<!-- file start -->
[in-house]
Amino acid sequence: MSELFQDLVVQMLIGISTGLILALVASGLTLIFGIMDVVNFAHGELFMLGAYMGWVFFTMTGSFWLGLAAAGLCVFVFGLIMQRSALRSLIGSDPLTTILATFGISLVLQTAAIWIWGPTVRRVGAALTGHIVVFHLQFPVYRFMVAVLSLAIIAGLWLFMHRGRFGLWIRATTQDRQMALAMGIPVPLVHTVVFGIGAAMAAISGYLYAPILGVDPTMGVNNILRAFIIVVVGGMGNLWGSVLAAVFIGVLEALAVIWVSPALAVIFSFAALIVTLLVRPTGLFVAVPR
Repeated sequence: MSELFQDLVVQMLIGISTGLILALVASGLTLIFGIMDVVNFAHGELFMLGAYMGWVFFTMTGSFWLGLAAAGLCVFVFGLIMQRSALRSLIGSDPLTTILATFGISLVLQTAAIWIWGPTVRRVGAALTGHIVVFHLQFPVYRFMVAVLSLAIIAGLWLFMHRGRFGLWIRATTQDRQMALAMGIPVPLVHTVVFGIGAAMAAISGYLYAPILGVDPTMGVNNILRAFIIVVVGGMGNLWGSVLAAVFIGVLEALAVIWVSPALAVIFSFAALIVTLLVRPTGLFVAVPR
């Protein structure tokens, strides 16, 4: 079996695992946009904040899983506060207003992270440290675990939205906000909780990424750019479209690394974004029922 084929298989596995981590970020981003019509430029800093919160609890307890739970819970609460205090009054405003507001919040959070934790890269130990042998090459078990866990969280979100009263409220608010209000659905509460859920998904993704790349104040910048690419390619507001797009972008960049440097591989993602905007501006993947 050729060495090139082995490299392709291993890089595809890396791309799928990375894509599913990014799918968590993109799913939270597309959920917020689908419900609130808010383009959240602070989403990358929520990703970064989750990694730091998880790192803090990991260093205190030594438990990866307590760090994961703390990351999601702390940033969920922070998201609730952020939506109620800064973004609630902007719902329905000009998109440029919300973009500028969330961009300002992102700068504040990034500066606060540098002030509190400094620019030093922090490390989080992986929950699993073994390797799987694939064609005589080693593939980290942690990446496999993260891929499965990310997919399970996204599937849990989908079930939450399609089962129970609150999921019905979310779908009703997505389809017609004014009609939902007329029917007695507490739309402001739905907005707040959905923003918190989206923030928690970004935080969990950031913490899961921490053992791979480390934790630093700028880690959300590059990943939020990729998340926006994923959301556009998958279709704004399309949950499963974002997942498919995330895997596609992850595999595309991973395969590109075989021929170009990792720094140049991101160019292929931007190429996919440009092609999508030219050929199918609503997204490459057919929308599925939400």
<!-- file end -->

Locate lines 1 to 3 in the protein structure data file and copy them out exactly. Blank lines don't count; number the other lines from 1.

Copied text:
[in-house]
Amino acid sequence: MSELFQDLVVQMLIGISTGLILALVASGLTLIFGIMDVVNFAHGELFMLGAYMGWVFFTMTGSFWLGLAAAGLCVFVFGLIMQRSALRSLIGSDPLTTILATFGISLVLQTAAIWIWGPTVRRVGAALTGHIVVFHLQFPVYRFMVAVLSLAIIAGLWLFMHRGRFGLWIRATTQDRQMALAMGIPVPLVHTVVFGIGAAMAAISGYLYAPILGVDPTMGVNNILRAFIIVVVGGMGNLWGSVLAAVFIGVLEALAVIWVSPALAVIFSFAALIVTLLVRPTGLFVAVPR
Repeated sequence: MSELFQDLVVQMLIGISTGLILALVASGLTLIFGIMDVVNFAHGELFMLGAYMGWVFFTMTGSFWLGLAAAGLCVFVFGLIMQRSALRSLIGSDPLTTILATFGISLVLQTAAIWIWGPTVRRVGAALTGHIVVFHLQFPVYRFMVAVLSLAIIAGLWLFMHRGRFGLWIRATTQDRQMALAMGIPVPLVHTVVFGIGAAMAAISGYLYAPILGVDPTMGVNNILRAFIIVVVGGMGNLWGSVLAAVFIGVLEALAVIWVSPALAVIFSFAALIVTLLVRPTGLFVAVPR